This article was published on April 14th, 2014
Training for a marathon is a lot of hard work, time, and dedication. In 17 weeks, you can go from running a 10k to a full marathon. After building a house of endurance, strength, mental and speed, the final, and one of the hardest phases of training to comprehend for first-time marathon runners, is marathon tapering.
Marathon tapering is the final period of marathon training where the body gets the opportunity to repair itself and prepare for race day. There is a dramatic drop in distance and work-outs in the final training phase. This period is essential in order for the body to be in top shape for the big race.
Most people get the urge to deviate from the training schedule, but you have to trust it. Over the past 3.5 months, you’ve worked hard and despite your disbeliefs, your body really is ready to run a marathon, without any extra training.
An important part of tapering is mental preparation. Research the race day details, including how you are getting to the start line, review the race route, and plan your race day strategy. Determine which clothing you are going to wear (only wear clothing you’ve trained in), how much nutrition you need, hydration, and where you will meet friends and family at the finish line.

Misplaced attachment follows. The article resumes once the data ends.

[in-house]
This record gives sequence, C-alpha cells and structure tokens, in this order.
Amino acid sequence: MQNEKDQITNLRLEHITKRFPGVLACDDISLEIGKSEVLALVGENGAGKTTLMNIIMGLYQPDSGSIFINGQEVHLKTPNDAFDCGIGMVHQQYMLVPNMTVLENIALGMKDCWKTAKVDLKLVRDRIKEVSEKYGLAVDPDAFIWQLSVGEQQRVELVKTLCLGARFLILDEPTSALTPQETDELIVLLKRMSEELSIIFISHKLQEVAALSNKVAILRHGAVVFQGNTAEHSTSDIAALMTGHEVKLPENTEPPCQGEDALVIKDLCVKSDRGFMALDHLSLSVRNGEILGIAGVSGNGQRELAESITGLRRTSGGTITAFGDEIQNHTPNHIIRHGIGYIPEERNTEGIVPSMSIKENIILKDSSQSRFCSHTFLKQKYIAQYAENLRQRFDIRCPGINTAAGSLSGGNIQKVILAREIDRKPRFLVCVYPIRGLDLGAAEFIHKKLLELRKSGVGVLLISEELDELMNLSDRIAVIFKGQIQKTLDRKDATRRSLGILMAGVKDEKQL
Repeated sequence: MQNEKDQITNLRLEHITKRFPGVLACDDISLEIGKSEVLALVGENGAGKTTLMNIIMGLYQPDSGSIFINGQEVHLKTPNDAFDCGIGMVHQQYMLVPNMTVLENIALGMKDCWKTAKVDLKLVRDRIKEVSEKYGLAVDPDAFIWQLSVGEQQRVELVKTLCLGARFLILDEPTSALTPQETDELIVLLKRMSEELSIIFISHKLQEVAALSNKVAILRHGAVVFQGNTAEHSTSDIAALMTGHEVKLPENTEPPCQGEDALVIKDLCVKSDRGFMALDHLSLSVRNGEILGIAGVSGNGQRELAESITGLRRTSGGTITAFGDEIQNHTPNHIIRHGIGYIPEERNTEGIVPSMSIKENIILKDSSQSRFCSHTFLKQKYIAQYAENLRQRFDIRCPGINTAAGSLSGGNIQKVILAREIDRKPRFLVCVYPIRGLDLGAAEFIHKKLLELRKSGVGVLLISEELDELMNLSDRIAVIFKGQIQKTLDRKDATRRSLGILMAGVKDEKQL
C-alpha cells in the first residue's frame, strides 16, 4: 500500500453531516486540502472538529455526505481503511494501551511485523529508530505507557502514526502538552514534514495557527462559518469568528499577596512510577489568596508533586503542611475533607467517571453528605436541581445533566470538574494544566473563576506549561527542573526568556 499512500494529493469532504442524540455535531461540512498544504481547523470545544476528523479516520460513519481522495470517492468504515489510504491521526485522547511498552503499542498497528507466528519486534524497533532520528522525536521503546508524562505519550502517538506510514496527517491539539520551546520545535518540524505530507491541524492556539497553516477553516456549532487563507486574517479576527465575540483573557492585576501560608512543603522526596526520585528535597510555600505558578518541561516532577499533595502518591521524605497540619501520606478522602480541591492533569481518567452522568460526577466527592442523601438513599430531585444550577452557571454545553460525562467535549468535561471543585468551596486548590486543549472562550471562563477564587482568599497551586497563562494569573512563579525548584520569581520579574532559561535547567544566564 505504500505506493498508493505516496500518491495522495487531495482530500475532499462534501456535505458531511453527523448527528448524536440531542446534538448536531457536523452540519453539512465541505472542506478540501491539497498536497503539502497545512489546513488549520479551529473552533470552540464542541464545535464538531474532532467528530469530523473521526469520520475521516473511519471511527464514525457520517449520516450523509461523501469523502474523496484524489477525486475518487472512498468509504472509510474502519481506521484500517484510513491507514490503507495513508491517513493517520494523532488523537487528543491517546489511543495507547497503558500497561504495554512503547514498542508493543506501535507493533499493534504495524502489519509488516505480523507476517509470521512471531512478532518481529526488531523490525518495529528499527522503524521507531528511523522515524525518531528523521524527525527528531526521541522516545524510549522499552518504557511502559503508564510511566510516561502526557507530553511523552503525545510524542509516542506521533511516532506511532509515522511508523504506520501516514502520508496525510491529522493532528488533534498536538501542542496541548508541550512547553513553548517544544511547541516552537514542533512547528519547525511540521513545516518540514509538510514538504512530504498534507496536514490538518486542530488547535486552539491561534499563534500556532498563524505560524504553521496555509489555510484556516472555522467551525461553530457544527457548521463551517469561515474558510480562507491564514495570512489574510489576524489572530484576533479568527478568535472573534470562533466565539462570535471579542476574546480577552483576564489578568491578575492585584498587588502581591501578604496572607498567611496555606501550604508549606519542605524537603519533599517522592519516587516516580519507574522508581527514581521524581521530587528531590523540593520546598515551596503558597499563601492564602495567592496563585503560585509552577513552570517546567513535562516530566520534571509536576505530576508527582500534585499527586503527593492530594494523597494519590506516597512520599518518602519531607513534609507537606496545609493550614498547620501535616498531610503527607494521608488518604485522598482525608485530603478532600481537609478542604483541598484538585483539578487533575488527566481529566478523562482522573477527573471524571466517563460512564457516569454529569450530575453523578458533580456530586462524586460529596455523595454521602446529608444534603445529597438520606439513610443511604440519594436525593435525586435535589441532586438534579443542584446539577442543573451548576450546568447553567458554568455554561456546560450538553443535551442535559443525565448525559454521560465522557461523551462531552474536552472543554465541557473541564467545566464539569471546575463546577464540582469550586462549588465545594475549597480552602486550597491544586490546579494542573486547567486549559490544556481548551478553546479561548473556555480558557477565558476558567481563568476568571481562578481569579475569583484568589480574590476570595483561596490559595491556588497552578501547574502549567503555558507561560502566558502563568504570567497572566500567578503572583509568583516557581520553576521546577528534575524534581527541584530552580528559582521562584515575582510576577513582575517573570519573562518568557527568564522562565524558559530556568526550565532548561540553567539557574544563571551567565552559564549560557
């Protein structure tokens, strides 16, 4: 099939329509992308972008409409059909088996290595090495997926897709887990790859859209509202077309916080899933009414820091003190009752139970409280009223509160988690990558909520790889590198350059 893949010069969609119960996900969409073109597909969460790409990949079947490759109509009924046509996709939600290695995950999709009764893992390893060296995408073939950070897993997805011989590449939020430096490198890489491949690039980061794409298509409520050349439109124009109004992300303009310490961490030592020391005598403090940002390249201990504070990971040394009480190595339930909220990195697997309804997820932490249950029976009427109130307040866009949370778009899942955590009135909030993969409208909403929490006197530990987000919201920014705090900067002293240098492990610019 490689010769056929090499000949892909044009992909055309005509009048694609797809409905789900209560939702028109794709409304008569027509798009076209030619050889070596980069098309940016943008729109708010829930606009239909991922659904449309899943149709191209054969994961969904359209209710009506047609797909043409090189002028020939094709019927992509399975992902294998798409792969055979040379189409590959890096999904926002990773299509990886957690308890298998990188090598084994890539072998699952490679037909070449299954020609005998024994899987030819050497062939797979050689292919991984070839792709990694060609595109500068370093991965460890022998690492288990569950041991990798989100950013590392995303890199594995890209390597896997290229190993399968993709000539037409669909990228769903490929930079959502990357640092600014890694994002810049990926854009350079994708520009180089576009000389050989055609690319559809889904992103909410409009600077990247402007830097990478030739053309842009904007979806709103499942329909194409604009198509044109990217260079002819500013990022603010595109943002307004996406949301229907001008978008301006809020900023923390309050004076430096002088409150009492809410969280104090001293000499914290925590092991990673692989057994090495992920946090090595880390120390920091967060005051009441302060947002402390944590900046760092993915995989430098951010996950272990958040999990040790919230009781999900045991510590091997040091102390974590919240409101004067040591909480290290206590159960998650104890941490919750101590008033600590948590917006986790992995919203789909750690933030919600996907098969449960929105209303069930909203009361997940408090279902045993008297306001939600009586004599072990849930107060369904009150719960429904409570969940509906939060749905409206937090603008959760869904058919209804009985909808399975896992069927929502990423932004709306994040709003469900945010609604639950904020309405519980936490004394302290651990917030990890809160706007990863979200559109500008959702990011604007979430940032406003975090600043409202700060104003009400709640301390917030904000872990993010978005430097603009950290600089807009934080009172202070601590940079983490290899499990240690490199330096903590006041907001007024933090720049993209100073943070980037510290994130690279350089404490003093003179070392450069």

During marathon tapering period, recognize that the drop in distance means less calories are being burned each week, which means you need to decrease the size of meals and number of snacks throughout the day.
In the final week, avoid all caffeine, alcohol, and fats, including deep fried foods. Focus on increasing intake of fresh fruit and vegetables, and carbohydrates. In the final days, add extra salt and potassium to your diet.
Rest is a key component of marathon tapering. Going to be a bit earlier each night and allowing the body to recovery is important. Increasing your protein consumption will also help repair damaged muscles.
Phantom pains are not unusual during the marathon tapering period. Phantom pains have the sense of real pain, but you cannot actually pin-point where they are coming from. This is because the muscles are repairing themselves at the microscopic level, which are known to cause cramps or pains. During training, aches and pains are normal, but with the reduced mileage, pains you’d typically ignore become sensations which are exaggerated to the point of insanity.
During taper period, it’s good to spend the evenings catching up on light housework, errands that do not include a lot of time on your feet, and catching up with friends over a cup of mint tea.
Visualize the race, mentally prepare for race day, and get you race plan ready. Enjoy the downtime!